His website gets 25 million hits a month, for a start. His Khana Khazana TV show (which has been running for 17 years and is still going strong) is watched by an audience of hundreds of millions. He’s written more books than Stephen Hawking has read. His rapidly growing restaurant empire (which includes restaurants in India, Dubai and Doha, not to mention more to be opened soon in Bahrain, Saudi Arabia and possibly Abu Dhabi) has got Colonel Sanders nervously looking over his shoulder.
There are undiscovered tribes of cannibals in Papua New Guinea who prepare their victims with Kapoor’s ready-to-cook spice mix range, for Heaven’s sake. And to top it all off - just to raise his profile a bit in the Andromeda galaxy - he’s starting up his own 24-hour food TV channel. I spoke to him on behalf of What’s On magazine (see May 2010 issue) about his presence in Dubai, his TV channel and the universal (in his case, probably literally) appeal of Indian food.
JB: What interested you about the Indian food scene in Dubai?
SK: When we opened in Dubai over eleven years ago, at that time the Indian food market was already crowded. Everybody warned me about it. I saw that there were quite a few places (Indian restaurants) but the quality was not there. So, in terms of giving people a quality option, we opened Khazana. Then we opened Options, which we wanted to make everything better, in terms of profile, positioning and product. In terms of what is available and what opportunities there are in Dubai, I still think it’s a very energetic market, in spite of all the downturns and everything. It’s still a very important market for us, and now we are launching our food products in that market - pickles, ready-to-cook pastes, spices - I think as a market our focus is more more than ever in Dubai.
Is it possible to buy your food products in Dubai now?
Yes, they have already reached there and I think they’re in the shops. I’m not exactly sure where, but they will be available.
Do you have any plans for expansion in Abu Dhabi or elsewhere in the Middle East?
Oh, yes, we are actually opening a few outlets in Bahrain, and we are looking at Abu Dhabi - we have some discussions going on there.
How would you describe your cooking?
Simple and no fuss.
That’s very straightforward!
Yes, it is (laughs).
I’ve eaten at both of your Dubai restaurants and, yes, perhaps it’s simple and no fuss, but it’s very vivid flavours, very evocative food...
Yes, it’s not me, it’s the uniqueness of Indian food. It has this specific flavour, it’s a robust cuisine. And that’s what we try to capture.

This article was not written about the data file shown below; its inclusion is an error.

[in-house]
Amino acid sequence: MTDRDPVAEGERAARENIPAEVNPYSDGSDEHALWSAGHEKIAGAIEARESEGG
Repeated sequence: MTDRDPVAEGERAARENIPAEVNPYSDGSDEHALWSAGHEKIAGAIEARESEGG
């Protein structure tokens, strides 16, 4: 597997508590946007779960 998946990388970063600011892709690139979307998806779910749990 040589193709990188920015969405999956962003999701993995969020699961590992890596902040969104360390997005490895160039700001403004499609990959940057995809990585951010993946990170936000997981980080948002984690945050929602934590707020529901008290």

So, how do your two Dubai restaurants differ from other Indian restaurants in the city? What’s special about them?
Actually, I’ve not been to too many Indian restaurants in Dubai other than ours, so I really don’t know what’s different - I think it’s for people to decide. We know what we are and who we are, and i really don’t bother about what anybody else is doing. So to be very honest, I have no intelligence about other places, and I don’t try to be different from anybody else. We only do what we believe in. In food, I don’t believe it’s important to see what everybody else is doing. I think you should do what you are good at and what you believe in - I think that’s critically important.
Do you ever stop and pinch yourself when you think about your phenomenal success?
Every morning (laughs)!
Things have grown tremendously since your first TV show in the early 1990s...
That’s right. I think when you go into anything you never think that you will not be big. You always think that you will grow big. And whether this is big enough, who knows? It may be just the beginning.
Maybe it is just the beginning, because you’re about to launch a TV food network channel in India...
That’s right. Actually, I started thinking about it about five or six years ago. In India people looked at me as if I’d gone mad. People could not believe that we could do something like this, but I was making plans and talking to different people. I talked to the BBC, I tried speaking to Food Network in the US, and they could not believe that in India there could be something like this. It was something that I had to do, and now the launch will be in the next few months. We have our submissions, we have our content that we’ve started producing. For us it has already become a reality because we have already started everything, but for people to see it will be a few more months.